Most people remember Karl Marx’s most potent points and phrases, and the mountain of corpses his disciples left behind, especially in the 20th century.
However, most forget or don’t even know the specific policies that Marx advocated.
Within his 1848 Communist Manifesto, Marx outlined a list of ten short-term demands. These, he thought, would be the precursor to the ideal stateless, classless communist society.
Ironically in today’s world, Marx’s demands look pretty much mainstream.
That is because nearly every single item on the list has been implemented to varying degrees in the United States.
Think that couldn’t be possible in the Land of the Free? Just take a look.
Topping Marx’s list is the abolition of private property.
True, private property exists, but only until the state wants to take it. With its powers of eminent domain, the government can and does confiscate people’s property when it wants for public use.
Your property isn’t unconditionally yours. Just think of property taxes, for example.
If it’s actually YOUR private property, then why would you need to pay tax on it? And why do they have the authority to take it from you if you don’t pay?
Likewise, while we haven’t seen the complete abolition of inheritance (another Marx demand), the government can take up to 40% of your estate when you die.
So ultimately your estate is not your own. You don’t get to control what happens to your wealth and possessions when you die. It’s just a matter of proportion.
Marx also demanded the centralization of transportation and communication. Check, and check.
Try broadcasting over the airwaves in the Land of the Free without a license and special permission.
Practically the entire electromagnetic spectrum is tightly controlled by the state, centralized by a handful of government agencies.
Same with the network of roads and highways. Because, after all, without government, who would build the roads…
Another point of Marx is state-guided agricultural production and combination of agriculture and manufacturing.
And the Land of the Free does not disappoint. Though its activities may not be as prominent in the news, the US Department of Agriculture is easily one of the busiest government departments.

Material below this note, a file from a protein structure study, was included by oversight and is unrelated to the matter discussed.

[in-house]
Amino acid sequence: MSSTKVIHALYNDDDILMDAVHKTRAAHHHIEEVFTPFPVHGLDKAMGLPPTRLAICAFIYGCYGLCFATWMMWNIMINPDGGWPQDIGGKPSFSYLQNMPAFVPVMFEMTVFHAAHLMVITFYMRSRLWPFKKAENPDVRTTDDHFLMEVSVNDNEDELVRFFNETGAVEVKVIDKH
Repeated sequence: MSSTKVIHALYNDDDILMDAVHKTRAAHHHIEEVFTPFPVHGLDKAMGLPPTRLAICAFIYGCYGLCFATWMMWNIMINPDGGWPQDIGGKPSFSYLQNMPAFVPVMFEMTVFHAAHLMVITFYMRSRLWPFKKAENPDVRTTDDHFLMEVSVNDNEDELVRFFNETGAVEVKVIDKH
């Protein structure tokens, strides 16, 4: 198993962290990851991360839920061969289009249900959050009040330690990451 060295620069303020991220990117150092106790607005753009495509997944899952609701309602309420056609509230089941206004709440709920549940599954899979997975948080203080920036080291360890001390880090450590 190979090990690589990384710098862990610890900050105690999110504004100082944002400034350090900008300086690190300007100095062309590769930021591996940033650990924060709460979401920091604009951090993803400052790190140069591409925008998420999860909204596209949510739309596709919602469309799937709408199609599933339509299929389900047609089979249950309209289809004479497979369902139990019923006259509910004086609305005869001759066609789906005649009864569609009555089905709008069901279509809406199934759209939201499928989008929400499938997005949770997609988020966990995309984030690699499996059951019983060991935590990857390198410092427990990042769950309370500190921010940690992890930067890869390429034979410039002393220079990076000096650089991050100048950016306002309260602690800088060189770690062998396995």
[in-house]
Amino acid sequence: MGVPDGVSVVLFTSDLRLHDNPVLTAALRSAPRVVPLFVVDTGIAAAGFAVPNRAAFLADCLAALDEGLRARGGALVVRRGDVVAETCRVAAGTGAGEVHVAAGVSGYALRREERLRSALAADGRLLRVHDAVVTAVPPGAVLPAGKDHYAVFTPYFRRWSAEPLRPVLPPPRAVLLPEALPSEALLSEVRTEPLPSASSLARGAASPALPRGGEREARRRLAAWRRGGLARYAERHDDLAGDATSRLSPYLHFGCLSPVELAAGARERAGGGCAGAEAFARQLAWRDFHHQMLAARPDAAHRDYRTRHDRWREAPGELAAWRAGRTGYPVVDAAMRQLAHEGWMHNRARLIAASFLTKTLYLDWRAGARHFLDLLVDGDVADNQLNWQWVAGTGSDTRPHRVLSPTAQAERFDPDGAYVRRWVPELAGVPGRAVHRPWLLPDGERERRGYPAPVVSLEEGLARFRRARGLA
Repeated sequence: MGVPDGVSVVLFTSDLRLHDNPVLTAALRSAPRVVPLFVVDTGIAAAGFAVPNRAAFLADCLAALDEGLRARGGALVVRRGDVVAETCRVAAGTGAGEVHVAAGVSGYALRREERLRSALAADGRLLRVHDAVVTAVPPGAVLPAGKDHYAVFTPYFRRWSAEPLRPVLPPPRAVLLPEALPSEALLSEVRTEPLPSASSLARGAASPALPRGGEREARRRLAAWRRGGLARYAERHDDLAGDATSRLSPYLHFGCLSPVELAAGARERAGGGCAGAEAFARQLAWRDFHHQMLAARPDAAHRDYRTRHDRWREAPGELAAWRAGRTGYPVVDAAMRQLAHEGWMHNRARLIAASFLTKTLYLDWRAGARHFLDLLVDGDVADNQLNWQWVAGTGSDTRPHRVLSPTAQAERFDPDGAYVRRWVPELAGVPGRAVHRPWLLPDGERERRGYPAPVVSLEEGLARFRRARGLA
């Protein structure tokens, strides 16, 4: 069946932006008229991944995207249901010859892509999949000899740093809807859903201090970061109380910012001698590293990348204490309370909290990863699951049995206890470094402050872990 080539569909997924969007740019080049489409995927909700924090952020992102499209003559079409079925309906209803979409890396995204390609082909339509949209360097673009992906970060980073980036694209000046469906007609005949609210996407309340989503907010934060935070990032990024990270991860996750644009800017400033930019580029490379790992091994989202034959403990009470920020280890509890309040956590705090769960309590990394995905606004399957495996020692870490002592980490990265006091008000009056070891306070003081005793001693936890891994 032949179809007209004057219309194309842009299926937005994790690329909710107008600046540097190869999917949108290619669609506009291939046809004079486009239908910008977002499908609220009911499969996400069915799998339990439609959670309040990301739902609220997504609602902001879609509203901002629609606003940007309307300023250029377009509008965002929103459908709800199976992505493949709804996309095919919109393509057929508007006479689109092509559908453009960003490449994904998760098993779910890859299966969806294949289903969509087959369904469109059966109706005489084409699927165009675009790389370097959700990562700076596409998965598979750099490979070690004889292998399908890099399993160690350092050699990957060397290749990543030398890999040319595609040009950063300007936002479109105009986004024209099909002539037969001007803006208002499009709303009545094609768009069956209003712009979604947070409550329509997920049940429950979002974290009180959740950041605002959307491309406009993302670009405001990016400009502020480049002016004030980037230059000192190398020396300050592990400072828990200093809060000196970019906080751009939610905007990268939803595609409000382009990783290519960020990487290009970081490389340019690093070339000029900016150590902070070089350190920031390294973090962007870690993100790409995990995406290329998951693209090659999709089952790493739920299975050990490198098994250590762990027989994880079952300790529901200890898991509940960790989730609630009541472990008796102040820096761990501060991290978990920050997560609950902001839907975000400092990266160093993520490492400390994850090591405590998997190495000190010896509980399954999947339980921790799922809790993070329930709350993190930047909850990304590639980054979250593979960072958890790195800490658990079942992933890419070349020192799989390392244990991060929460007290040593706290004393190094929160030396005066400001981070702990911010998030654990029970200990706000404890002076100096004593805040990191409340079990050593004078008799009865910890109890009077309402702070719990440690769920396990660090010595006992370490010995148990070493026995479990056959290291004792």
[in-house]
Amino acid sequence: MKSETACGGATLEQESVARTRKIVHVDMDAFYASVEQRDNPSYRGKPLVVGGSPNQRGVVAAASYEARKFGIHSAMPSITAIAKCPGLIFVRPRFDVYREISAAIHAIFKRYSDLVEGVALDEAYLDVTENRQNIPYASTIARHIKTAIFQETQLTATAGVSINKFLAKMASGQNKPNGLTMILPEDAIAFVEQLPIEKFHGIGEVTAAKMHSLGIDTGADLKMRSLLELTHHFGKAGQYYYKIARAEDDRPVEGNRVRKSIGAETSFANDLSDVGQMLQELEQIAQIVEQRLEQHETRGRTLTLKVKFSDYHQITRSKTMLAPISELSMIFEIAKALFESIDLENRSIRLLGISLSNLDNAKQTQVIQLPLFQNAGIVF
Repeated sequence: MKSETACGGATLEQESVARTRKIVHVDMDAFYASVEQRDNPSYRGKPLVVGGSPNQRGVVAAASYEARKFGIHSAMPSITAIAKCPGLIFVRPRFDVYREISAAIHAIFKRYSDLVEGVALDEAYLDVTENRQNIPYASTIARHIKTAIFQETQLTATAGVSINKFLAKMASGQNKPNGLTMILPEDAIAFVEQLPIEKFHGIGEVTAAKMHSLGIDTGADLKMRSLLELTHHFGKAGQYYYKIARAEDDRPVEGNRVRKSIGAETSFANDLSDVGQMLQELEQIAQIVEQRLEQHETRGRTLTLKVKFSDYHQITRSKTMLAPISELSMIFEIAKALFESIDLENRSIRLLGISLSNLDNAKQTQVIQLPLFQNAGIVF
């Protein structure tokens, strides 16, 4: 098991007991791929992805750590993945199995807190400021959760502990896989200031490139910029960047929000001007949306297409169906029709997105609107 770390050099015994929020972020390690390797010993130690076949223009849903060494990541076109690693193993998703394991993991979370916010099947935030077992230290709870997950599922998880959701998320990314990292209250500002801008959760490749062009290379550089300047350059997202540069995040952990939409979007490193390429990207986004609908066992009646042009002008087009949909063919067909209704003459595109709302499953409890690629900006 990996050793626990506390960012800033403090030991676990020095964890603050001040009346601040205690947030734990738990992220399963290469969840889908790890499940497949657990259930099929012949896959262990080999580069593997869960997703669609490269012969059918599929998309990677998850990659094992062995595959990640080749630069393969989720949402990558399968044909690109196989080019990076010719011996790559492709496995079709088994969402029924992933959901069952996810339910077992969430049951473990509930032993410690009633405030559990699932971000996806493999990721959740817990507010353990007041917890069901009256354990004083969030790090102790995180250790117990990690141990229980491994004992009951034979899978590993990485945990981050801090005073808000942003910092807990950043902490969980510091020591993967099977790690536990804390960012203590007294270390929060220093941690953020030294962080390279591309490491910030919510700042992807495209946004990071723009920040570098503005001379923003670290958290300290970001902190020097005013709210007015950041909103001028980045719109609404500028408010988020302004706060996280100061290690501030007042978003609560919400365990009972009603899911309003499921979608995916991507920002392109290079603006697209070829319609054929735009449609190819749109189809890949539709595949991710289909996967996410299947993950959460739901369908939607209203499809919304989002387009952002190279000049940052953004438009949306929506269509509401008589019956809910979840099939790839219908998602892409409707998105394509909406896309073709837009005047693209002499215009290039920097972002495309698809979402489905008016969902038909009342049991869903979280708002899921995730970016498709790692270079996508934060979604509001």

With a budget of $146 billion a year, and much more for subsidies, USDA tirelessly works to dictate every major and miniscule activity in the sector.
Next on the list, is equal liability of all to labor. If you have at any point wondered, as I have, why politicians are always pushing jobs for the sake of jobs, rather than value and wealth creation—now you know why.
Between minimum wage laws and the constant stream of legislation that promises jobs for all, it is clear that politicians have wholly internalized this Marxian ideal.
Now, you might think that this is just a fluke, just a coincidence that some US policies resemble what’s on Marx’s list of demands.
But then you see these demands, which have not only been fully implemented in the US already, but are thoroughly entrenched in the national psyche:
First, there’s free education for all children, to enable the uniformity of thought. Check.
Then there’s a heavy progressive income tax. Yep, I’m pretty sure you’re familiar with this one, which has actually become so mainstream, that to have any system other than this would be considered revolutionary. Check.
Third, is the confiscation of the property of emigrants (expatriates) and rebels.
Between the IRS bullying of political opposition groups and the imposition of exit taxes for those that renounce their citizenship, the United States is firmly set up to discourage dissent and escape. Check.
And last but not least, the centralization of credit in the hands of the state, by means of a national bank. Check.
Remember, Karl Marx thought central banking was a great idea—the same guy who thought that individual success and private property were evil.
Think about that the next time the Federal Reserve comes up with a plan to help businesses and fix the economy.
So now you know, America isn’t communist. It’s only about 70% communist. No reason to worry.